Isaac Wells has a wide range of interests that have led him down many paths. A Lincoln, Nebraska, native, Isaac recalls developing a strong interest in both the natural sciences and the social sciences while attending Lincoln High School. It was there that he discovered that the process of learning and research was more important than end product of what the research revealed.
Now, as a junior Sociology and Spanish double major with a Chemistry minor, Isaac has found ways to put all of his interests to work. During the summer of 2016, Isaac enrolled in SOCI 206. The Sociology course focused on research and data analysis with an emphasis on developing skills in Stata, a program that allows users to analyze collected data. Toward the end of the course, Instructor Joseph Jochman said that he needed student assistants to help with the class for Fall 2016. Isaac jumped on the opportunity and applied to be in the USTARS (Undergraduate Sociology Teaching and Research Student) program which allowed him to work with Instructor Jochman.
"Before SOCI 206, I didn’t have any background in coding,” Isaac said. “But learning how to properly code data is essential if you want to use STATA properly. Fortunately for me, learning how to use Stata wasn’t difficult, but in a class with around 20 students, there are always going to be people who need assistance.”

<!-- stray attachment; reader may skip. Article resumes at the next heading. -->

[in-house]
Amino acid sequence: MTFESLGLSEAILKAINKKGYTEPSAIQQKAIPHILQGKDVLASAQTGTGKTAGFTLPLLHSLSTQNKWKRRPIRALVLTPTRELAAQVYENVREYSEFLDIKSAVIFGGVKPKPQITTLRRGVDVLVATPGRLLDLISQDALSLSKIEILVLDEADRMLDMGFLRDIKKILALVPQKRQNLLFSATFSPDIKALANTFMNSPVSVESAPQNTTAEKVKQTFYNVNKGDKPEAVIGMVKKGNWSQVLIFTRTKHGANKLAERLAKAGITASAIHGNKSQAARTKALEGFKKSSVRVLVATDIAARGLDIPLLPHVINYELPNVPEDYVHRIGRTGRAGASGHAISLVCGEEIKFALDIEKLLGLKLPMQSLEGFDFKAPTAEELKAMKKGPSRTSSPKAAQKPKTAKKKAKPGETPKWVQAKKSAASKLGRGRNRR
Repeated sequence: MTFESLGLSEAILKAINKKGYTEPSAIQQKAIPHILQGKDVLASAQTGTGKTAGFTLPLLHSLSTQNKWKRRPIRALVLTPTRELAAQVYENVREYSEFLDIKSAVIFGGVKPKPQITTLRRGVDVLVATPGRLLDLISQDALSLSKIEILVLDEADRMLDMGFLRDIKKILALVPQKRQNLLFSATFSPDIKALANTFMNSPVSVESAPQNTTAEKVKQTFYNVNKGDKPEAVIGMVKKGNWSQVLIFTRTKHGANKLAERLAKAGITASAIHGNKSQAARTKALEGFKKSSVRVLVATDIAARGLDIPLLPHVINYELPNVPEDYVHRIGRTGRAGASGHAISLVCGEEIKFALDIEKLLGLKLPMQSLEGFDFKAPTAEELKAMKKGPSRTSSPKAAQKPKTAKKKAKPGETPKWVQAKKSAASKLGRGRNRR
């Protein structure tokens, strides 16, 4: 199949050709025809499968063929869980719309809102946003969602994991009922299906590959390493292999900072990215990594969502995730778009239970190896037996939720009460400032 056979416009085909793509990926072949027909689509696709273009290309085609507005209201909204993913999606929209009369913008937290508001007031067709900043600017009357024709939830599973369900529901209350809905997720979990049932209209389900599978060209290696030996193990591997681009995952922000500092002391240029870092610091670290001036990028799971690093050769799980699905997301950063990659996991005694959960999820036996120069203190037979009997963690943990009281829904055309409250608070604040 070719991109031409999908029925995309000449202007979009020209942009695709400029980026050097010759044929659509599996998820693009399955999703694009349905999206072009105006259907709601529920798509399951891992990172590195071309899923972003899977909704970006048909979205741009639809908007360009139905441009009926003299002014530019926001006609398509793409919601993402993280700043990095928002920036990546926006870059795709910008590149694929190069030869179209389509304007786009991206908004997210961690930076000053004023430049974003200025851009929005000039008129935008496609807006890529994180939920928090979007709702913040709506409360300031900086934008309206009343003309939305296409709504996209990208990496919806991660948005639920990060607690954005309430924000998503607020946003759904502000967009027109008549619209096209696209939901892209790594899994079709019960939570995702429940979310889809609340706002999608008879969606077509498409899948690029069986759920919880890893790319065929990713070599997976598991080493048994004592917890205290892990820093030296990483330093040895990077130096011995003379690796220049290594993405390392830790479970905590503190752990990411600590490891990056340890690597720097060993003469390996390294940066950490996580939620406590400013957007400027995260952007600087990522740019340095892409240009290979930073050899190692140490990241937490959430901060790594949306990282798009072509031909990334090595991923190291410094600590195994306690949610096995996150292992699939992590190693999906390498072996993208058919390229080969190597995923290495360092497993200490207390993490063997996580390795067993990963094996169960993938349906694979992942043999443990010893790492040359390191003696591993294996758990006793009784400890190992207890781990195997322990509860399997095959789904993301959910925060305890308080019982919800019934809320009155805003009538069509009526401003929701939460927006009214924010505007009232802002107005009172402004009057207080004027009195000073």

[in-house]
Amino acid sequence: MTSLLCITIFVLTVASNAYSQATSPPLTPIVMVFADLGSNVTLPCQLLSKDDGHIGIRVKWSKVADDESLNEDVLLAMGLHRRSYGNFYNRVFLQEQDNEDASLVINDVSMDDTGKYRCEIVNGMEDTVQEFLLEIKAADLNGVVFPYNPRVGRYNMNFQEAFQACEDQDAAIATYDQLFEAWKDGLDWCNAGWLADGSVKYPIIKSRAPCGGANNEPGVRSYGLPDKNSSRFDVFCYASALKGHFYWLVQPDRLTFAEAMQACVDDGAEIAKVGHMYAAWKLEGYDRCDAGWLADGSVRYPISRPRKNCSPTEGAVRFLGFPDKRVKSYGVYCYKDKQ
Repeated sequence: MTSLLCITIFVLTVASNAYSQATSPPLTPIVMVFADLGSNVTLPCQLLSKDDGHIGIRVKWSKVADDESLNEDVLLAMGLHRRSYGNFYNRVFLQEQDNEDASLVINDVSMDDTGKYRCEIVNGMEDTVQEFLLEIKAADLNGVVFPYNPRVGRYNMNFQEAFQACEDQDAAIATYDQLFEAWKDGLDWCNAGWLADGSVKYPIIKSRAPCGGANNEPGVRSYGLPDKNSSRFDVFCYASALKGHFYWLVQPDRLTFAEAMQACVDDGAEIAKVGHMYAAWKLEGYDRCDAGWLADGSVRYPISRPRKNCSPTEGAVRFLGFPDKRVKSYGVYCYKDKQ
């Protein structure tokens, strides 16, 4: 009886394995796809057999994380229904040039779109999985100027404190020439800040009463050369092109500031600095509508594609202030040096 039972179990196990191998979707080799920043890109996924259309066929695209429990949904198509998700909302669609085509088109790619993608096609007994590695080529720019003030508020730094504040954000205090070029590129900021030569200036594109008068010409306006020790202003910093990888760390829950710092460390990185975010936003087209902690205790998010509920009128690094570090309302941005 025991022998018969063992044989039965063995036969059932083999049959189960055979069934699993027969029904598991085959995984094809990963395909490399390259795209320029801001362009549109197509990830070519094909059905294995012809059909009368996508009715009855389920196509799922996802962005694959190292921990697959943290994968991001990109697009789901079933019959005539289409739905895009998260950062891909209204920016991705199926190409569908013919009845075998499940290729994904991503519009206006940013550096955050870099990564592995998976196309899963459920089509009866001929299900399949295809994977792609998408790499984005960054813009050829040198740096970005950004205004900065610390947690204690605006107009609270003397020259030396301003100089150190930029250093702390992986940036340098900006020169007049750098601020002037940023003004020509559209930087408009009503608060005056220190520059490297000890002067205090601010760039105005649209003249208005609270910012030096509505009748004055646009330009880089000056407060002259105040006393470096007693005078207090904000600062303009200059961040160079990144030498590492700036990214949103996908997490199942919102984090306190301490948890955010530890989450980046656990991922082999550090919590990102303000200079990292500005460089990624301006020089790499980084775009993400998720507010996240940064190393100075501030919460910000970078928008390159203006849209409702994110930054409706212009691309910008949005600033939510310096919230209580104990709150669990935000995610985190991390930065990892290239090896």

As a participant in USTARS, Isaac assisted other students as they learned to use the program STATA. In addition to his work in Sociology, Isaac is also involved in a UCARE (Undergraduate Creative Activities & Research) project that involves creating cerium oxide nano-rods to be used as catalysts in labs. Isaac also majors in Spanish, a language which he had to learn three years ago when he went to Oakland and San Francisco, California, to conduct missionary work.
“To put it simply, there are a lot of things I’m working on,” Isaac said.
For the rest of his undergraduate career, Isaac hopes to continue using what he has learned in practical ways.
“Part of why I enjoy sociology and chemistry is their practicality,” he said. “They aren’t just about abstract theories and they aren’t idealistic. Experimentation and real-world experience is what I want most out of my education.”
Story by Lane Chasek
Share this story